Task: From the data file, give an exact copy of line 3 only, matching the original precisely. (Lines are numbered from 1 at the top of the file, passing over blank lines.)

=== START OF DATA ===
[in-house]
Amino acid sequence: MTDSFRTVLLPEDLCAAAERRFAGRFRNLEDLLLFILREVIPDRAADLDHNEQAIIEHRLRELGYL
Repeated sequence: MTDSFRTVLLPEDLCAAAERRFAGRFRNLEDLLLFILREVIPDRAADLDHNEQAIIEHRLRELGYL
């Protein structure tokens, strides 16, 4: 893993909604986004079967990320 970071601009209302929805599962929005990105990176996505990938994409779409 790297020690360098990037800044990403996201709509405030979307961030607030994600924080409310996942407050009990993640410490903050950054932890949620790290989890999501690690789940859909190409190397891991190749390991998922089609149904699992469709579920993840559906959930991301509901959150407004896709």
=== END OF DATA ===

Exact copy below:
Repeated sequence: MTDSFRTVLLPEDLCAAAERRFAGRFRNLEDLLLFILREVIPDRAADLDHNEQAIIEHRLRELGYL